Guidelines for small dams: conclusion

Posted on August 16, 2013 in Low Dams

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by Gérard DEGOUTTE

Small dams have many specific features, at every stage in their life: preliminary studies, design, construction, and later surveillance. If we are to be perfectly strict, two types of specific features should be distinguished:
* technical: for example, the lack of any inspection adit for small earthfill or concrete dams, or the technique of drilling a small vertical drain after construction of a small earthfill dam;
* statistical: for example, the fact that small structures may belong to an unspecialised owner or that they generally control small catchment areas.

Without indulging in this distinction, we shall deal with the main points specific to small dams, listed according to the stage at which they are considered.

The cost of preliminary studies is not entirely proportional to the size of the dam, and therefore it is not always possible to undertake all the geological studies that might be desired for a small dam. In this case it may be preferable to abandon sites that appear doubtful, whereas in the case of a large dam the means would be provided to settle any doubt.

In simple cases, on the other hand, it may be interesting and economical to group several types of site investigation in a single stage: for example, it is routine to move a mechanical shovel only once in the case of a small dam that presents no special geological or geotechnical difficulties.

It is fairly common to discover that a small stream is completely lacking in gauging stations, thus increasing the uncertainty about flood flows. This must then be taken into account in selecting the design flood. In addition, such uncertainty will lead the designer to prefer certain technical options:

* an ungated spillway, as the increased discharge capacity is greater than that of a sluice spillway when the reservoir water level rises above maximum;

* a very long spillway crest, which decreases the impact of uncertainty on the stability of a small gravity dam.


The technique of the vertical drain drilled after placement of the fill with a mechanical shovel is advantageous for most small dams, whereas for larger dams, the drain is placed in layers like the rest of the material.

Outlet structures generally take the form of prefabricated piping assembled on site, instead of reinforced concrete structures built with formwork.

Given how easy it is to build, the homogeneous earthfill design is conventionally used for the smallest dams addressed in this volume, even when it results in placing slightly greater quantities. It is rarely selected for dams over 30 m high, as project optimisation often results in a decision to use materials of different characteristics in the core and the shoulders. The simplicity of the profile is therefore favoured for small dams, while the performance of different materials is mobilised for medium-sized to large ones, with clay to provide watertightness and coarse materials to stabilise the shoulders.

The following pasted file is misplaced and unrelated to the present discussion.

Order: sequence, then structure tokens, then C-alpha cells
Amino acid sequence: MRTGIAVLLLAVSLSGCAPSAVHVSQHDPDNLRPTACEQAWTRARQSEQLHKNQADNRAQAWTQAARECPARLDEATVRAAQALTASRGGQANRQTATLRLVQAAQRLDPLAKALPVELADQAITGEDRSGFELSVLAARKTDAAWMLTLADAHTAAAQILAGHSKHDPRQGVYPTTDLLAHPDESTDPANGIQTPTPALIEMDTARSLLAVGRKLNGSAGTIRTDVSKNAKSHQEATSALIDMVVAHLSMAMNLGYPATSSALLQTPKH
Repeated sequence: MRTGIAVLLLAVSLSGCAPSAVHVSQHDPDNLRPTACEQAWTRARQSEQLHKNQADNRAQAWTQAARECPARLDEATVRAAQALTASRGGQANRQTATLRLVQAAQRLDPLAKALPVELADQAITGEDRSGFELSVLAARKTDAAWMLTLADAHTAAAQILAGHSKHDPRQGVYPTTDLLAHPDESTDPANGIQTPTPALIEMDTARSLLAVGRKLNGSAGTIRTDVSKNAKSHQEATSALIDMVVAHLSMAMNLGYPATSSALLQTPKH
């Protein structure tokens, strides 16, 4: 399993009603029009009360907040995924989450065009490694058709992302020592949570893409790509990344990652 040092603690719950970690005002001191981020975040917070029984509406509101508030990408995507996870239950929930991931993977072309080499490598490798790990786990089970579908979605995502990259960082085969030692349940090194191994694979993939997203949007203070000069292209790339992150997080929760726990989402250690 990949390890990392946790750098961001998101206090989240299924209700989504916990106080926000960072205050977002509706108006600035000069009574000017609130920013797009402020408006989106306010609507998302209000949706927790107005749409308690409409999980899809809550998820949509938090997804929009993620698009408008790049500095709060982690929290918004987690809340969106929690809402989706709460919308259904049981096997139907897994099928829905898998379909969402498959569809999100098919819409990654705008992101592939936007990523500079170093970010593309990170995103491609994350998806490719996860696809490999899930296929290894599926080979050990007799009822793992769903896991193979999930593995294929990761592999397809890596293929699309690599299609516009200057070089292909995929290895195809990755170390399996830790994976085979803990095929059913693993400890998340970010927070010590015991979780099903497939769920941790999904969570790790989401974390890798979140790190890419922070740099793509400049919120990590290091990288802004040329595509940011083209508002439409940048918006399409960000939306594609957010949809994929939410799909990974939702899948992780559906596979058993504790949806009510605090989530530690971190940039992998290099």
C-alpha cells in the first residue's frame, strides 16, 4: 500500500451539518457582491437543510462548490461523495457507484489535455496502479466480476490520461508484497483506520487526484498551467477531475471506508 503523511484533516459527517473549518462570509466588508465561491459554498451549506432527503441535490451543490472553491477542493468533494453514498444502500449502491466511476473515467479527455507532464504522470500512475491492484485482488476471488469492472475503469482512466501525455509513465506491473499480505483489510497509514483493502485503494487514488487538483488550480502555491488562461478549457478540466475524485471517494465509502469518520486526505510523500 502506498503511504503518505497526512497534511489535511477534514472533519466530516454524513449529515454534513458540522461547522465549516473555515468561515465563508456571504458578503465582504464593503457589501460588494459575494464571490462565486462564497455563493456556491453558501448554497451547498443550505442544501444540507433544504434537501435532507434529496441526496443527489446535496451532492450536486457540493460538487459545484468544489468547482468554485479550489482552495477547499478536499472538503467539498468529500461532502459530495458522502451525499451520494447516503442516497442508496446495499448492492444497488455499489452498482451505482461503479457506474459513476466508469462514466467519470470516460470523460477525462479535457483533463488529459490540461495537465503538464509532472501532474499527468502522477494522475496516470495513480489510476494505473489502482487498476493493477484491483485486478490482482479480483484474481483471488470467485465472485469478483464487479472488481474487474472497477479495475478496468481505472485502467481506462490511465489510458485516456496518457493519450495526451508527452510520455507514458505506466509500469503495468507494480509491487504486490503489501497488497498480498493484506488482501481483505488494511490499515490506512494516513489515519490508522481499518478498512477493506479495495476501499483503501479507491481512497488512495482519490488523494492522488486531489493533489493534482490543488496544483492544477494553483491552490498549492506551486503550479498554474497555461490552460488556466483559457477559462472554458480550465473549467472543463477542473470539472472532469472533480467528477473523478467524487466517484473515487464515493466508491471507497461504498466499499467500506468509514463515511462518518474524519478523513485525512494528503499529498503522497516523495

Small concrete dams generally have no internal galleries; they are limited to about 15 metres high for conventional concrete and 20 to 25 metres for RCC.

Small dams are rarely provided with drainage in their mass.

It may be acceptable to build a small concrete dam on a foundation of loose material, provided certain precautions are taken.


A very long ungated spillway is preferred to facilitate passage of floating debris.

If possible, all moving parts will be eliminated from the spillway in order to decrease the risk of breakdown and the consequences of insufficient maintenance: small dams are always unattended.

Robust monitoring equipment that is simple to read is preferred. The frequency at which the devices are read, as well as that of in-depth inspections, must be suited to the size of the dam.

All of these decisions combine to fulfill two objectives that can never be dissociated: economics and safety.

In conclusion, a small dam must always be simple in design, simple in construction, and simple in surveillance. But this must not be to the detriment of safety: for example, the filter of coarse material around a drain can never be sacrificed for reasons of economy!

Unfortunately, for the designer of a small dam, simple never means easy. On the contrary, it can be harder to design a small dam than a large one, as the investigations – among other things – are not necessarily adequate.

We hope that this manual will facilitate the dialogue between dam owners, the administration, contractors, and engineers, and will help in reconciling simplicity and safety.

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